22. Mouse granzyme B is 30 times less cytotoxic than human granzyme B and does not require Bid for killing but regains cytotoxicity on engineering of its active site cleft. Mouse granzyme A is considerably more cytotoxic than human granzyme A. PMID: 17116752
  23. Skin-, but not lung-associated primary mast cells as well as in vitro-differentiated bone marrow-derived mast cells (BMMC) express granzyme (gzm) B, but not gzmA or perforin (perf). PMID: 17599099
  24. GzmA accesses the mitochondrial matrix to cleave the complex I protein NDUFS3, an iron-sulfur subunit of the NADH:ubiquinone oxidoreductase complex I. PMID: 18485875
  25. grzK plays an important role in CD8(+) T-cell cytotoxicity both in the presence and absence of grzA and B. PMID: 18788942
  26. the granule secretory pathway plays an unexpected role in inflammation, with GzmA acting as an endogenous modulator. PMID: 18951048
  27. Neither gzmA nor gzmB is required for rapid and efficient in vivo cytotoxicity by cytotoxic T (Tc) cells. PMID: 19525394


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Proteins are sensitive to heat, and freeze-drying can preserve the activity of the majority of proteins. It improves protein stability, extends storage time, and reduces shipping costs. However, freeze-drying can also lead to the loss of the active portion of the protein and cause aggregation and denaturation issues. Nonetheless, these adverse effects can be minimized by incorporating protective agents such as stabilizers, additives, and excipients, and by carefully controlling various lyophilization conditions.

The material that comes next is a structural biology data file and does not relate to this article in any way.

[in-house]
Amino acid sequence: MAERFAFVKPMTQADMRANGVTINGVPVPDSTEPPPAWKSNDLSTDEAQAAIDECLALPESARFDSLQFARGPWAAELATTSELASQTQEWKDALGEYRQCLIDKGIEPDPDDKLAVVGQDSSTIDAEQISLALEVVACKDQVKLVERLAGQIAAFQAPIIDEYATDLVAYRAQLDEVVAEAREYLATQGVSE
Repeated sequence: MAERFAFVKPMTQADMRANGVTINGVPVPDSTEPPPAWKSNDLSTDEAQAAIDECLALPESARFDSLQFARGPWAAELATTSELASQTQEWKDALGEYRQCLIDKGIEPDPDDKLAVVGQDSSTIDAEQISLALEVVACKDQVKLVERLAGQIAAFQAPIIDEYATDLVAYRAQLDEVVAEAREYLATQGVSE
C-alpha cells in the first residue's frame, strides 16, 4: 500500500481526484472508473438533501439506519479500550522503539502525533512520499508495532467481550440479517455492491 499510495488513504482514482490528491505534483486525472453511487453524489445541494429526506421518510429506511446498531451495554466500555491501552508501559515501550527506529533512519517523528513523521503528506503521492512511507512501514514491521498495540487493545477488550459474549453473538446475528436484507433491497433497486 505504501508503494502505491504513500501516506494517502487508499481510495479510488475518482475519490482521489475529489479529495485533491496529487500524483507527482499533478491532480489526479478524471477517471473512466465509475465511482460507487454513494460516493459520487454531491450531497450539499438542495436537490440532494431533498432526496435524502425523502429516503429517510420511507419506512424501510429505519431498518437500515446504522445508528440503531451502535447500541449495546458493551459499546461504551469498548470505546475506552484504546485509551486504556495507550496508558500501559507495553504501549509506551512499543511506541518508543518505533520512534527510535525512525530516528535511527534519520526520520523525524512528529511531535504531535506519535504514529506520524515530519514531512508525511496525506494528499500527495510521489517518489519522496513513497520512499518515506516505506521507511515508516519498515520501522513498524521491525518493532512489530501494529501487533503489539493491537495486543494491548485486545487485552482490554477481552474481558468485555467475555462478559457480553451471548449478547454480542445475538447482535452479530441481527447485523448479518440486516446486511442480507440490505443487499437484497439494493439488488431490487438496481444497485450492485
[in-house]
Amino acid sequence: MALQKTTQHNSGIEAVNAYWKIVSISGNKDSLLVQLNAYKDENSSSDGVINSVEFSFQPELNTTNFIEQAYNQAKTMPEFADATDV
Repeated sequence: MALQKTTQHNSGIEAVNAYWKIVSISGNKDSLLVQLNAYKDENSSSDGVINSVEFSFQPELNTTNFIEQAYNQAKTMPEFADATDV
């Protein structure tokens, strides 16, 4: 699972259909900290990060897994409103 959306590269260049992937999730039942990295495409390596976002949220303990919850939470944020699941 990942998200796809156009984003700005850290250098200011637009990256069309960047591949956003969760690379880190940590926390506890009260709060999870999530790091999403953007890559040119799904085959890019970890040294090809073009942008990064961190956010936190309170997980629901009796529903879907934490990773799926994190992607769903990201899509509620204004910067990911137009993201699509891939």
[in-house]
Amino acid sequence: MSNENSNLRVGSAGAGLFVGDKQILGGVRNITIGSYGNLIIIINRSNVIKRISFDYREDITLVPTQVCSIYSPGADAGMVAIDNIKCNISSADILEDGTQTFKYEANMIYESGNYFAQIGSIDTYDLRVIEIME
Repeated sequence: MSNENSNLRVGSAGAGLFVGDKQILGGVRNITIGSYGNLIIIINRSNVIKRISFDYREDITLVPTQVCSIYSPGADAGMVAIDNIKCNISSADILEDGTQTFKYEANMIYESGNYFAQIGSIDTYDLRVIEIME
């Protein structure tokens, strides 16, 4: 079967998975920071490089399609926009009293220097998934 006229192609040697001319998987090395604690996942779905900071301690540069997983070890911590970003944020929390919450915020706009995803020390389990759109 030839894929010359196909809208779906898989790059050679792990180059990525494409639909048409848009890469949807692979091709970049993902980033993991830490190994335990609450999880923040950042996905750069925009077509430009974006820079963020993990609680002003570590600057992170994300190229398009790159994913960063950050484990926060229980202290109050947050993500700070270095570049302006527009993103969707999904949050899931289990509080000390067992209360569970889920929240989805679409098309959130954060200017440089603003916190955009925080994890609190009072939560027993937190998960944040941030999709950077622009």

Commonly used protectant include saccharides, polyols, polymers, surfactants, some proteins and amino acids etc. We usually add 8% (mass ratio by volume) of trehalose and mannitol as lyoprotectant. Trehalose can significantly prevent the alter of the protein secondary structure, the extension and aggregation of proteins during freeze-drying process; mannitol is also a universal applied protectant and fillers, which can reduce the aggregation of certain proteins after lyophilization.

Our protein products do not contain carrier protein or other additives (such as bovine serum albumin (BSA), human serum albumin (HSA) and sucrose, etc., and when lyophilized with the solution with the lowest salt content, they often cannot form A white grid structure, but a small amount of protein is deposited in the tube during the freeze-drying process, forming a thin or invisible transparent protein layer.

Reminder: Before opening the tube cap, we recommend that you quickly centrifuge for 20-30 seconds in a small centrifuge, so that the protein attached to the tube cap or the tube wall can be aggregated at the bottom of the tube. Our quality control procedures ensure that each tube contains the correct amount of protein, and although sometimes you can't see the protein powder, the amount of protein in the tube is still very precise.

To learn more about how to properly dissolve the lyophilized recombinant protein, please visit Lyophilization FAQs.